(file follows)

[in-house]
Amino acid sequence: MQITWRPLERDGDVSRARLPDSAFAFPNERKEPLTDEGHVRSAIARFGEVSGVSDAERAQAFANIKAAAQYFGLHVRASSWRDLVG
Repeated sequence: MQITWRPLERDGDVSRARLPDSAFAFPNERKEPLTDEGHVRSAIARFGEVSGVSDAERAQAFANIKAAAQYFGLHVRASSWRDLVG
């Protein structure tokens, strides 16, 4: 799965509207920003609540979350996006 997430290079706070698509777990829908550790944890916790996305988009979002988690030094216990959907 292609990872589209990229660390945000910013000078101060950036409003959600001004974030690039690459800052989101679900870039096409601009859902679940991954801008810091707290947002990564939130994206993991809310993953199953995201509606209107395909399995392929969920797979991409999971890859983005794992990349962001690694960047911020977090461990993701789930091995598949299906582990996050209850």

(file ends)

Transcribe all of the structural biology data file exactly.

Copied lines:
[in-house]
Amino acid sequence: MQITWRPLERDGDVSRARLPDSAFAFPNERKEPLTDEGHVRSAIARFGEVSGVSDAERAQAFANIKAAAQYFGLHVRASSWRDLVG
Repeated sequence: MQITWRPLERDGDVSRARLPDSAFAFPNERKEPLTDEGHVRSAIARFGEVSGVSDAERAQAFANIKAAAQYFGLHVRASSWRDLVG
């Protein structure tokens, strides 16, 4: 799965509207920003609540979350996006 997430290079706070698509777990829908550790944890916790996305988009979002988690030094216990959907 292609990872589209990229660390945000910013000078101060950036409003959600001004974030690039690459800052989101679900870039096409601009859902679940991954801008810091707290947002990564939130994206993991809310993953199953995201509606209107395909399995392929969920797979991409999971890859983005794992990349962001690694960047911020977090461990993701789930091995598949299906582990996050209850």